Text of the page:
- Man shot by police ID'd; witness shares his side of story (2/17/17)31
- Panda Express restaurant coming to Cape's Siemers Drive (2/14/17)2
- Settlement reached in accidental shooting case at Kelly High (2/15/17)10
- Jackson board votes to demolish high school building if bond issue passes (2/15/17)24
- MSHP: McLendon shot in side; autopsy refutes witness account (2/19/17)21
- Cape officer shoots man inside a home (2/16/17)7
- Southeast reports three confirmed cases of mumps; more cases possible (2/14/17)1
- Right to Work and Taxes (2/10/17)
- Former Cape cop indicted on possessing child porn (2/17/17)
- Man dies after being shot by officer; said to have come at cop with knife (2/16/17)29
Only a couple of generations ago, world travel was rare and often limited to those who were considered rich. In more recent times, world travel has become popular among young men and women who want to explore the planet, learn about other cultures and satisfy a certain quest for knowledge and understanding before settling down to jobs, families and other restrictive responsibilities. And they often manage to do so on a shoestring budget.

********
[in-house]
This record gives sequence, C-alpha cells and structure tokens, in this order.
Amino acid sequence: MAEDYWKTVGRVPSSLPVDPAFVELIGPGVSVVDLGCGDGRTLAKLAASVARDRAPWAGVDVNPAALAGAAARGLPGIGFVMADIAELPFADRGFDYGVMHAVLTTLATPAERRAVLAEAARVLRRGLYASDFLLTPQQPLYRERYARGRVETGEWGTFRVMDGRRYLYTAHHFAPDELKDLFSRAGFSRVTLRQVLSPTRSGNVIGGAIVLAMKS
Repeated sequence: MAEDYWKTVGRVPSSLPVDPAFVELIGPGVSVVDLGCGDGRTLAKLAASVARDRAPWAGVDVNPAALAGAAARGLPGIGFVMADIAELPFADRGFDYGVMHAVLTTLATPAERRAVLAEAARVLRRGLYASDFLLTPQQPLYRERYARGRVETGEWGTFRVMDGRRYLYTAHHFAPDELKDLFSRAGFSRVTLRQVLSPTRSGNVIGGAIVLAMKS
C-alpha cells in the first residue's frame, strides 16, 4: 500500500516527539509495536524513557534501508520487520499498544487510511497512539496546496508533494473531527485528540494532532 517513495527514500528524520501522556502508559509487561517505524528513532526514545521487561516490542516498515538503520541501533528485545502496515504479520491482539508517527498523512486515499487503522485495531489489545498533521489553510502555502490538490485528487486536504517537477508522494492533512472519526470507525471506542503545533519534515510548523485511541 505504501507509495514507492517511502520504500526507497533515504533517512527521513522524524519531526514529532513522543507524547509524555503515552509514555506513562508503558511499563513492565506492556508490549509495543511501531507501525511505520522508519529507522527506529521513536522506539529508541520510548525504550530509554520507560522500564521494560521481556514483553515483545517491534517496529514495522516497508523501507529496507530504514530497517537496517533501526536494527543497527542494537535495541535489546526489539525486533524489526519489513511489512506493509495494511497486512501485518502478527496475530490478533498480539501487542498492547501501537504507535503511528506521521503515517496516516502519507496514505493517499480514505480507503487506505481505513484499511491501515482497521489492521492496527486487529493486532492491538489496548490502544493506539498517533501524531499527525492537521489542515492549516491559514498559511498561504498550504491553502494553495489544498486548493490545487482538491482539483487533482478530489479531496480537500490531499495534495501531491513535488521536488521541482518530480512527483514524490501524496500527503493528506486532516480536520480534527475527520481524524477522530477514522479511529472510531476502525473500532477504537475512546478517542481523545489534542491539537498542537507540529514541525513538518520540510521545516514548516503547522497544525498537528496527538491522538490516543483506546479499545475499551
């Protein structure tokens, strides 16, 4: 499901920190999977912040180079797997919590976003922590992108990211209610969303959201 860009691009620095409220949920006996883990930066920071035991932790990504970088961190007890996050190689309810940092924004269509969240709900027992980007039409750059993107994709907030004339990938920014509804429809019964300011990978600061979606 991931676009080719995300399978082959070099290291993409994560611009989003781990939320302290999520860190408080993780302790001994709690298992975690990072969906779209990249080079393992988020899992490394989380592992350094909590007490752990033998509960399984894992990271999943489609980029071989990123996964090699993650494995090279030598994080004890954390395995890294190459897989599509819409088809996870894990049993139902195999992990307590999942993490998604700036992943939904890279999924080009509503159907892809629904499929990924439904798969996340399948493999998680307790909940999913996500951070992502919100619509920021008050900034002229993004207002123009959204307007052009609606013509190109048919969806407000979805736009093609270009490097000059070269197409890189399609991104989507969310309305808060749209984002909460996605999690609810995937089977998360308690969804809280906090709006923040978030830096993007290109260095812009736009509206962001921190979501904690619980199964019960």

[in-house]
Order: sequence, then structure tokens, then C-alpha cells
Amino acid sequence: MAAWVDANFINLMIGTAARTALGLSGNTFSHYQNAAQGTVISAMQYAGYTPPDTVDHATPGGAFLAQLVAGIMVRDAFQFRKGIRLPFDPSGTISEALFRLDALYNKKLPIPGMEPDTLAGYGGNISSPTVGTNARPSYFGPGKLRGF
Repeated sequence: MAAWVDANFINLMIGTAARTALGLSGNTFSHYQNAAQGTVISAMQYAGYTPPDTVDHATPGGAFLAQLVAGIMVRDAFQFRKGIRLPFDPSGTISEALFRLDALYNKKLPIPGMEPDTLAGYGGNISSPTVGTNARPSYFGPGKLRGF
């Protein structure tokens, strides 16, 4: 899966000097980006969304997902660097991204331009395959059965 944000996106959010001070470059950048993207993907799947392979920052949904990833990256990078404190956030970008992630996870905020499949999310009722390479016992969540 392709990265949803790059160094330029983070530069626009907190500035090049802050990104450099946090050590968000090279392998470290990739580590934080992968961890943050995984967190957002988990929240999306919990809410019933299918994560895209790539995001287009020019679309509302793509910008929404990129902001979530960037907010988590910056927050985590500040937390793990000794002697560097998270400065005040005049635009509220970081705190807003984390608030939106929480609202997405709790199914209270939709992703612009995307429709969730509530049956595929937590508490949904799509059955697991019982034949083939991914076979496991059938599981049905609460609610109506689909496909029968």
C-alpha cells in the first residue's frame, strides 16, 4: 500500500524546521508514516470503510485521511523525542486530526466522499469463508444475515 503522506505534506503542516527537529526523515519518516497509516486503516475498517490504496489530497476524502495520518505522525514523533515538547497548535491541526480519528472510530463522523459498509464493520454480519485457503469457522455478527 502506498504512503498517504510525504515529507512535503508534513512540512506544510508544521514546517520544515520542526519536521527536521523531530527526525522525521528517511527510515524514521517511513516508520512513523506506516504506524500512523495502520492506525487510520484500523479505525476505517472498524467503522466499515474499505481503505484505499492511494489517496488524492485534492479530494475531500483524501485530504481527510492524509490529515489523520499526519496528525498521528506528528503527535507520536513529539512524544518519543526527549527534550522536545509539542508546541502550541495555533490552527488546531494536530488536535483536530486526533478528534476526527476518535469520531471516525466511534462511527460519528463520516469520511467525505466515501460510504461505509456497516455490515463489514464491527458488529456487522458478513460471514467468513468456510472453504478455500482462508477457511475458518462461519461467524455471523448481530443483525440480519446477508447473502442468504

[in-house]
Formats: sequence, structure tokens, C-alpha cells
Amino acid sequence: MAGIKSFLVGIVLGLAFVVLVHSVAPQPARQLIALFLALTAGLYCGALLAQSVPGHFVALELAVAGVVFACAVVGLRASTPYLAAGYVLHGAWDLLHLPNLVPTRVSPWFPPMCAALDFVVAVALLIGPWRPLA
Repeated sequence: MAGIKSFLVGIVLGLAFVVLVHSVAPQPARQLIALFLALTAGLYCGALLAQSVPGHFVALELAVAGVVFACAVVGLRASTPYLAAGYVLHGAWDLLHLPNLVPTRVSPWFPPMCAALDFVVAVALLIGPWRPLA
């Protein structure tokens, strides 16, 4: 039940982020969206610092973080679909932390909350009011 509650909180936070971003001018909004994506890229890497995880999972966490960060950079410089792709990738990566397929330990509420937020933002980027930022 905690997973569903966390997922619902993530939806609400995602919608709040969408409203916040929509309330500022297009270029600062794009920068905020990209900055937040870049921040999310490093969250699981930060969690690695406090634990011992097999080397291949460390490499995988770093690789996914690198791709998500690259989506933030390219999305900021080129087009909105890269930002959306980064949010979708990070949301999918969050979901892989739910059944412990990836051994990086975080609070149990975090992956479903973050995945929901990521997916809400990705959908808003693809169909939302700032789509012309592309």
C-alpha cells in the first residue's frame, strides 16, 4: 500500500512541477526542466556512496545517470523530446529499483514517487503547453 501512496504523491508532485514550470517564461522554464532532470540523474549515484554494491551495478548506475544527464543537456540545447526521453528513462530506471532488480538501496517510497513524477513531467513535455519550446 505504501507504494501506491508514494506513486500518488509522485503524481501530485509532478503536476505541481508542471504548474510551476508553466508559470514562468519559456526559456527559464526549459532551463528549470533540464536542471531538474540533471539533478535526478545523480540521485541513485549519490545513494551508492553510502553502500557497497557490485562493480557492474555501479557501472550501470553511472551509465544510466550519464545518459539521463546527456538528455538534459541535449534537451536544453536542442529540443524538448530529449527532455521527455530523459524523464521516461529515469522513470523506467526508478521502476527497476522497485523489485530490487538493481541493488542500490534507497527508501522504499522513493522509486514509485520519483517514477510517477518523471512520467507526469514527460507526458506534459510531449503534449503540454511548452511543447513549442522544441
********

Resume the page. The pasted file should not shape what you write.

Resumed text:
Twenty-five-year-old Colin McLain had that wanderlust. His visits included China, Thailand, Korea, Switzerland and France. This summer he was serving an internship with the legal adviser to the president of Mongolia before resuming his law studies at American University in Washington, D.C. Most everyone who has had the privilege of knowing Colin would say he had a bright future in whatever field he chose to pursue.
Colin's life ended abruptly this month while hiking in a Mongolian national park. Family members and friends are stunned, of course, and have many unanswered questions about his untimely demise.
At his funeral Saturday at Abbey Road Christian Church in Cape Girardeau, Colin will be remembered for all he managed to cram into his short, positive and enthusiastic life.